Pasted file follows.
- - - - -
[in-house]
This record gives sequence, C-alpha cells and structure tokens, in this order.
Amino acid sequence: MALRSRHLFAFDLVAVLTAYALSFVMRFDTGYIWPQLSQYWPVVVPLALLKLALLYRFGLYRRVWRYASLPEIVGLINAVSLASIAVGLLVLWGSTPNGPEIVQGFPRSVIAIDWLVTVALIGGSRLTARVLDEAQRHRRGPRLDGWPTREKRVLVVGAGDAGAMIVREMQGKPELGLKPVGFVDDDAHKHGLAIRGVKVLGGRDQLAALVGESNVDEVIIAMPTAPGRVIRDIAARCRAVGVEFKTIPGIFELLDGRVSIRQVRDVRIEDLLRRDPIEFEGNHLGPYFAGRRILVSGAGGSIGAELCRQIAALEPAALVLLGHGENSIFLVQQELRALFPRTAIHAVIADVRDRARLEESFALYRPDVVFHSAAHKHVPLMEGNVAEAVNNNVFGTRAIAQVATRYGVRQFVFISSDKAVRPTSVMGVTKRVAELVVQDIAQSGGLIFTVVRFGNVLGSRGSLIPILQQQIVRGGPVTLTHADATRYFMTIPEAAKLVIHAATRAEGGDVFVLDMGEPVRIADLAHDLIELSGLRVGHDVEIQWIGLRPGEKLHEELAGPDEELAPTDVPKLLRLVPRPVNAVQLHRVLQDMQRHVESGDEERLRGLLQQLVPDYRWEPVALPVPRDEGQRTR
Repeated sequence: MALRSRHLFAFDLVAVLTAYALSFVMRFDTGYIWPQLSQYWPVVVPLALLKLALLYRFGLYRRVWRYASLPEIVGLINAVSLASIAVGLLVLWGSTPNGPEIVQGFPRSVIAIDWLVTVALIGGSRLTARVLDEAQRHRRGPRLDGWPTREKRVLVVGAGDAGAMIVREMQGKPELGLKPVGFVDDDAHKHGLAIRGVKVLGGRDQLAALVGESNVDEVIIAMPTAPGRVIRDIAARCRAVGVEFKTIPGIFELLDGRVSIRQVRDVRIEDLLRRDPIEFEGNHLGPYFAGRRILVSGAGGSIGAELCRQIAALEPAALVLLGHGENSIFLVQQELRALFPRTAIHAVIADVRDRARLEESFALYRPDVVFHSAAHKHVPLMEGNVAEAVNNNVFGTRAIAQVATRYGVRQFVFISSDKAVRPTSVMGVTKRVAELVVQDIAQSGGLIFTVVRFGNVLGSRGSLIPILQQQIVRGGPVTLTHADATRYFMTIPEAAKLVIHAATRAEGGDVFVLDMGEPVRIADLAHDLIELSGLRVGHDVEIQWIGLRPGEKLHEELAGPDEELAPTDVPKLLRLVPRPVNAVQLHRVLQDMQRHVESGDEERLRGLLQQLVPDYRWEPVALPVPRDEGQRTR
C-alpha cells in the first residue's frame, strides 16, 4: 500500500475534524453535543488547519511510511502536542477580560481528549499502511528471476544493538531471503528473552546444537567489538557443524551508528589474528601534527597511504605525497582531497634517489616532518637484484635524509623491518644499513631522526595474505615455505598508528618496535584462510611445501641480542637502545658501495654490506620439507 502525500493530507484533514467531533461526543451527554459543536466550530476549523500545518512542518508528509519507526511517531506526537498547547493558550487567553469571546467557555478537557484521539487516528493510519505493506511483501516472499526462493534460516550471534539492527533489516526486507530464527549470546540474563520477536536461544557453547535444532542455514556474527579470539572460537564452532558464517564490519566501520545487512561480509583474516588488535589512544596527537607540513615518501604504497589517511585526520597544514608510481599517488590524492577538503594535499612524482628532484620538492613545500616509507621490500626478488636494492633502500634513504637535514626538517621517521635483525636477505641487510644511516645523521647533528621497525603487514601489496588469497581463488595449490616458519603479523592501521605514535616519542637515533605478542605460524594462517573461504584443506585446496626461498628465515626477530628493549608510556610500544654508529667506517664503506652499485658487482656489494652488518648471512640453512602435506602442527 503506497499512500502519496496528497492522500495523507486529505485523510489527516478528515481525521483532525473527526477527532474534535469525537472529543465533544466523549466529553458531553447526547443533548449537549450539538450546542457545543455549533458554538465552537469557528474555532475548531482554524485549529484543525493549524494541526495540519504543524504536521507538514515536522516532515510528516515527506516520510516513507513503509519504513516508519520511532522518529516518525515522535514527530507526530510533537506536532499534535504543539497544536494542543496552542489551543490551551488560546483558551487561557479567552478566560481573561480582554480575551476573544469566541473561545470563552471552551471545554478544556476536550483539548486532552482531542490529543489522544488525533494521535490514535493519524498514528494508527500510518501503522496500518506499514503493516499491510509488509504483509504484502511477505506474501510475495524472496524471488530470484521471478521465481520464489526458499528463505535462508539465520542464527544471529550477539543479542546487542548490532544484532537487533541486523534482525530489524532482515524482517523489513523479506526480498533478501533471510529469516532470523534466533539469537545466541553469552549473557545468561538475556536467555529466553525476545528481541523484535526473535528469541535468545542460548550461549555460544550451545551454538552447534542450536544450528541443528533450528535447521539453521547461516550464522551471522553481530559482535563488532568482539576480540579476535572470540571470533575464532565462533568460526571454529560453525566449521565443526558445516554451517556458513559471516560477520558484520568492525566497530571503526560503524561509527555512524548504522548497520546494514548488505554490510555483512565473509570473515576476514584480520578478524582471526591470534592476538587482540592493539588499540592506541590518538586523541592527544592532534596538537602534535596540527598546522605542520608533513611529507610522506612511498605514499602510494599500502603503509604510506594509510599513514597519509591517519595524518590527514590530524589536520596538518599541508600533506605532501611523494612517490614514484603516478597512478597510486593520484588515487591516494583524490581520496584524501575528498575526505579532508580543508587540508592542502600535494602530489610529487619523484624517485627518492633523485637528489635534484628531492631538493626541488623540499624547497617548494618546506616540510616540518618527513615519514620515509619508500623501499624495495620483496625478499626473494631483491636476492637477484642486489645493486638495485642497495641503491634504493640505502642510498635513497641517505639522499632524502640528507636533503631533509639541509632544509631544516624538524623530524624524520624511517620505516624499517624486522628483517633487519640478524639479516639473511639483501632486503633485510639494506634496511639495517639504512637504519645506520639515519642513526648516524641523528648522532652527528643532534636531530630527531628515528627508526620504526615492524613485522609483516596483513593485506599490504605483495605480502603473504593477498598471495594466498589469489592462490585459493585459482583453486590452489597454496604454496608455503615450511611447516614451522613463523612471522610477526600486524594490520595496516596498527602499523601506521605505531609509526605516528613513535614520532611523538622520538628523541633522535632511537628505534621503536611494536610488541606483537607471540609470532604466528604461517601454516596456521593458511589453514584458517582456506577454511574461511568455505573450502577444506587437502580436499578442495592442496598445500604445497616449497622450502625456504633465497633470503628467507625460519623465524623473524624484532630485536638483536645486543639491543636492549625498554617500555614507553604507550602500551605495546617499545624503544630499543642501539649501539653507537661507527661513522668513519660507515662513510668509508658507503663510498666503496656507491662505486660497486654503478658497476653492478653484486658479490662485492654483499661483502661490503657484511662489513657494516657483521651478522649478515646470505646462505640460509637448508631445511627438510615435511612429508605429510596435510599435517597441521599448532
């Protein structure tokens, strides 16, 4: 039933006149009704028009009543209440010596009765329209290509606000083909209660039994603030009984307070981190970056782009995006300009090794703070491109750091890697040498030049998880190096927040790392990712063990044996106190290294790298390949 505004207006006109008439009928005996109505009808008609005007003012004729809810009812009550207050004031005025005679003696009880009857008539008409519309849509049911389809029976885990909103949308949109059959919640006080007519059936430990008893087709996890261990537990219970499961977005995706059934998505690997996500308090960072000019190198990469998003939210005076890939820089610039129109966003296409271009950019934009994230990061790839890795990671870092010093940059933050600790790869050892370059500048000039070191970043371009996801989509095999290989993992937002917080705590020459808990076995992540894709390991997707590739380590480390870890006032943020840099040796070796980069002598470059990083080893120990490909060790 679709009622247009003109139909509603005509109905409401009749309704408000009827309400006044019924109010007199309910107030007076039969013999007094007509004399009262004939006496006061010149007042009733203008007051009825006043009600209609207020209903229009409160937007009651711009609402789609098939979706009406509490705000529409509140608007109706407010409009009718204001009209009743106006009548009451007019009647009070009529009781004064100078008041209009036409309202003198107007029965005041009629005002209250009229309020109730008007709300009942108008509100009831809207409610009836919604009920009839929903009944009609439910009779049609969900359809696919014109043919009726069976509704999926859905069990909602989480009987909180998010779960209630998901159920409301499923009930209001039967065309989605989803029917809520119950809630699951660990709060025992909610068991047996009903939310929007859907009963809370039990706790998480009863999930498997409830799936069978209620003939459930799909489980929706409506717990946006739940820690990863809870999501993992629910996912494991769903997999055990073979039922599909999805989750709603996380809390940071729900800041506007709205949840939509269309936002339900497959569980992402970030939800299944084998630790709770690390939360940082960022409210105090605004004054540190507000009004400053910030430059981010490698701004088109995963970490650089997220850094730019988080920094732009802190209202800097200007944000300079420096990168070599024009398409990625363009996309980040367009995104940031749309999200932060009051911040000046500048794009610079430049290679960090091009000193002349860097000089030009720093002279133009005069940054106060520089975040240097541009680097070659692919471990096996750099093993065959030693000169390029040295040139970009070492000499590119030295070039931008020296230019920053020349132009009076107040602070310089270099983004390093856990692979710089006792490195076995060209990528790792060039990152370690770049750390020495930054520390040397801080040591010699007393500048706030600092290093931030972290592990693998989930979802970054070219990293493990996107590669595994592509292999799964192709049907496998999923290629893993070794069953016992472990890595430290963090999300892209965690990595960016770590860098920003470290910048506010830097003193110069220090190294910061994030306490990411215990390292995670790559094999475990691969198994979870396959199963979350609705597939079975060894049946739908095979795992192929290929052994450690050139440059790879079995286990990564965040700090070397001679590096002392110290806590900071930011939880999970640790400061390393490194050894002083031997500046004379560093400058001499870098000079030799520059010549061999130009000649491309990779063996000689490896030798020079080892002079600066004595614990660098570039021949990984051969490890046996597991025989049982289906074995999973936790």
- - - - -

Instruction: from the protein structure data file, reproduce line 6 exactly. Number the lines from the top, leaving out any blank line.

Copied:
């Protein structure tokens, strides 16, 4: 039933006149009704028009009543209440010596009765329209290509606000083909209660039994603030009984307070981190970056782009995006300009090794703070491109750091890697040498030049998880190096927040790392990712063990044996106190290294790298390949 505004207006006109008439009928005996109505009808008609005007003012004729809810009812009550207050004031005025005679003696009880009857008539008409519309849509049911389809029976885990909103949308949109059959919640006080007519059936430990008893087709996890261990537990219970499961977005995706059934998505690997996500308090960072000019190198990469998003939210005076890939820089610039129109966003296409271009950019934009994230990061790839890795990671870092010093940059933050600790790869050892370059500048000039070191970043371009996801989509095999290989993992937002917080705590020459808990076995992540894709390991997707590739380590480390870890006032943020840099040796070796980069002598470059990083080893120990490909060790 679709009622247009003109139909509603005509109905409401009749309704408000009827309400006044019924109010007199309910107030007076039969013999007094007509004399009262004939006496006061010149007042009733203008007051009825006043009600209609207020209903229009409160937007009651711009609402789609098939979706009406509490705000529409509140608007109706407010409009009718204001009209009743106006009548009451007019009647009070009529009781004064100078008041209009036409309202003198107007029965005041009629005002209250009229309020109730008007709300009942108008509100009831809207409610009836919604009920009839929903009944009609439910009779049609969900359809696919014109043919009726069976509704999926859905069990909602989480009987909180998010779960209630998901159920409301499923009930209001039967065309989605989803029917809520119950809630699951660990709060025992909610068991047996009903939310929007859907009963809370039990706790998480009863999930498997409830799936069978209620003939459930799909489980929706409506717990946006739940820690990863809870999501993992629910996912494991769903997999055990073979039922599909999805989750709603996380809390940071729900800041506007709205949840939509269309936002339900497959569980992402970030939800299944084998630790709770690390939360940082960022409210105090605004004054540190507000009004400053910030430059981010490698701004088109995963970490650089997220850094730019988080920094732009802190209202800097200007944000300079420096990168070599024009398409990625363009996309980040367009995104940031749309999200932060009051911040000046500048794009610079430049290679960090091009000193002349860097000089030009720093002279133009005069940054106060520089975040240097541009680097070659692919471990096996750099093993065959030693000169390029040295040139970009070492000499590119030295070039931008020296230019920053020349132009009076107040602070310089270099983004390093856990692979710089006792490195076995060209990528790792060039990152370690770049750390020495930054520390040397801080040591010699007393500048706030600092290093931030972290592990693998989930979802970054070219990293493990996107590669595994592509292999799964192709049907496998999923290629893993070794069953016992472990890595430290963090999300892209965690990595960016770590860098920003470290910048506010830097003193110069220090190294910061994030306490990411215990390292995670790559094999475990691969198994979870396959199963979350609705597939079975060894049946739908095979795992192929290929052994450690050139440059790879079995286990990564965040700090070397001679590096002392110290806590900071930011939880999970640790400061390393490194050894002083031997500046004379560093400058001499870098000079030799520059010549061999130009000649491309990779063996000689490896030798020079080892002079600066004595614990660098570039021949990984051969490890046996597991025989049982289906074995999973936790």